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A neutral tone is best for giving information
Emotive voices can capture attention, but it is neutral tones that tend to sink in. This is according to new research published in Springer's journal Cognitive, Affective and Behavioral Neuroscience, which found emotion can help a person recognise words quickly and accurately, while neutral speech is remembered more accurately in the long-term.
The study involved 48 men and 48 women, who listened to words spoken both sadly and neutrally, with the participants later examined on word recognition and attitudes to the words via a visual test.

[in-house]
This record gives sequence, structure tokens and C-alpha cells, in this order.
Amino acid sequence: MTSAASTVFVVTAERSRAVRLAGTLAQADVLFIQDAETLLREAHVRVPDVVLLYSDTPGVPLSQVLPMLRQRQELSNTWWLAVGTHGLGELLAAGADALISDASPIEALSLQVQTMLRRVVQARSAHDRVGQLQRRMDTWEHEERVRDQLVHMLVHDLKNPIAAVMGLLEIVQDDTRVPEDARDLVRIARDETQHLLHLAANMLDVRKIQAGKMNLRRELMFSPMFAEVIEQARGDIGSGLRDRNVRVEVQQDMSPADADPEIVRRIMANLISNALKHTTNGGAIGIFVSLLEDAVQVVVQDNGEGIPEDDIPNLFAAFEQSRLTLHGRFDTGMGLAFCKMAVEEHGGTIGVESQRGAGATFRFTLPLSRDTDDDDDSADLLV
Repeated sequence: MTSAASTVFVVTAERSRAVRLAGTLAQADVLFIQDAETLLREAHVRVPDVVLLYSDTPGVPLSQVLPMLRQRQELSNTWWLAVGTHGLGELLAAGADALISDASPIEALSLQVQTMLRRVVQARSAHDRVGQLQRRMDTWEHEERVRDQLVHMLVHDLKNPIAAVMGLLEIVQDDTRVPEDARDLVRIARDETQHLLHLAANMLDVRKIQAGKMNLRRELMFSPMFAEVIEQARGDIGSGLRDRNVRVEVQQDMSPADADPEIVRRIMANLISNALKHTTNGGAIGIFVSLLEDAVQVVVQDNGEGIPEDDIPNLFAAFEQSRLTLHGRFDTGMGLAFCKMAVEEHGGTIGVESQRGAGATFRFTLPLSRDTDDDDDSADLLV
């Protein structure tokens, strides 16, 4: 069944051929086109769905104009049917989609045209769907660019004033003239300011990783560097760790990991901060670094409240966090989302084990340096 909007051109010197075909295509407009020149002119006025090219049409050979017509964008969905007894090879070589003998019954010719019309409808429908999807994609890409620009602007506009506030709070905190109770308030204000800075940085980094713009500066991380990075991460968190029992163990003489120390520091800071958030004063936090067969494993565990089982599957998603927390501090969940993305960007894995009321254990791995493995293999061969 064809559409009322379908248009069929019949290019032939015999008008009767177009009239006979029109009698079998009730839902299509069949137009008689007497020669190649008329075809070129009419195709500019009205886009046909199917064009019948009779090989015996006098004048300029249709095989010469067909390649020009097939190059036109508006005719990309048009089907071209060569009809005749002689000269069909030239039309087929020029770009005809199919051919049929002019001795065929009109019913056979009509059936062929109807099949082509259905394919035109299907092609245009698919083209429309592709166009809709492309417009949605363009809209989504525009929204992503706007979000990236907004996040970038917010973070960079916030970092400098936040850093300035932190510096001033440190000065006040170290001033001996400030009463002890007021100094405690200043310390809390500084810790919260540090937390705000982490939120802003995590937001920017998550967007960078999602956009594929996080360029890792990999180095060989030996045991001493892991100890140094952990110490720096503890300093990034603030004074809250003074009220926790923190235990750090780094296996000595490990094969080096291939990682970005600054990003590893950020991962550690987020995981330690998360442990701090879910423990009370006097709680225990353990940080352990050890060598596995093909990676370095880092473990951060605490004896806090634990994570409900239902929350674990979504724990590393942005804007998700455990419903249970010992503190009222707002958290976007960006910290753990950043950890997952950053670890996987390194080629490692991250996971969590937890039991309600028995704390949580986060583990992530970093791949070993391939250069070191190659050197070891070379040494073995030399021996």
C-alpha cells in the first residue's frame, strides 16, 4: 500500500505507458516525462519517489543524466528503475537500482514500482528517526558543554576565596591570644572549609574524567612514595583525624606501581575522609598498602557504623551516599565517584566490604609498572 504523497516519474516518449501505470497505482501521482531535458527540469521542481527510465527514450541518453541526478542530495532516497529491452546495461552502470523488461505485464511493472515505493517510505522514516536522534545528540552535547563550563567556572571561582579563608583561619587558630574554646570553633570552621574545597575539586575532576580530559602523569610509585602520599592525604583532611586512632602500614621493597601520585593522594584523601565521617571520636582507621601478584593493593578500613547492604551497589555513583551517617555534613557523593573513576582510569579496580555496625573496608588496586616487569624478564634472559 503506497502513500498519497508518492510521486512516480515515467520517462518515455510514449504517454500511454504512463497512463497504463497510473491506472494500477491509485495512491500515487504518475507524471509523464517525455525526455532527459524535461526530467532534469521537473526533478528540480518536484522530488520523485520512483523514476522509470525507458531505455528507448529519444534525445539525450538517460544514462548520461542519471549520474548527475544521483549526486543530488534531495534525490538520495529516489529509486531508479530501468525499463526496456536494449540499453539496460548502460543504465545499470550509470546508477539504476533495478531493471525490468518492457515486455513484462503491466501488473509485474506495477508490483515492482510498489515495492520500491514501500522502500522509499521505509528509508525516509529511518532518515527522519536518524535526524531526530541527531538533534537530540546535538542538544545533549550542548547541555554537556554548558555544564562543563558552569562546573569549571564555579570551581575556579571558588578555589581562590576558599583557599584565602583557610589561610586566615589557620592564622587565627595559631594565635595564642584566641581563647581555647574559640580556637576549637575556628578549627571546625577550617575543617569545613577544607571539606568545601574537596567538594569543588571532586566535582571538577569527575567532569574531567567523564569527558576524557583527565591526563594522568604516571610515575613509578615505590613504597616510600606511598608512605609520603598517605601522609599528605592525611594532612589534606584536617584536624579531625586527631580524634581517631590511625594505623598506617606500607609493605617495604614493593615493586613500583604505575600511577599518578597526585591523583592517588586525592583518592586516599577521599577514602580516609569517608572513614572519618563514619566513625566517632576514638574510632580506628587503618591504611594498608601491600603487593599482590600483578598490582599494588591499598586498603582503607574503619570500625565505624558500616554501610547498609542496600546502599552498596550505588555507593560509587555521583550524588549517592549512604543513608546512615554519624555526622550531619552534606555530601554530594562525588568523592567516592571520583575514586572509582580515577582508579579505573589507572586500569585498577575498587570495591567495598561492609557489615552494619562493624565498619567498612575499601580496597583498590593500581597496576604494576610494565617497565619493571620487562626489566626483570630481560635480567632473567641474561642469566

It was also discovered that remembered phrases tend to take on an emotional value, with those spoken in a sad tone being recalled as more negative.
Annett Schirmer from the National University of Singapore, who led the investigation, said: "Emotional voices produce changes in long-term memory, as well as capturing the listener's attention. They influence how easily spoken words are later recognised and what emotions are assigned to them."
Chartered Psychologist Dr Sue Lovegrove comments:
"I found this study very interesting and convincing. This line of research should be continued as it helps convince public speakers about the role of emotive voices (not just language) in getting a message across.
"The gender differences are in line with findings from other research on how women ‘hear’ words differently from men.
"Knowing about the impact of emotive voices on capturing the listeners attention and long-term memory must surely help campaigners trying to change social attitudes."
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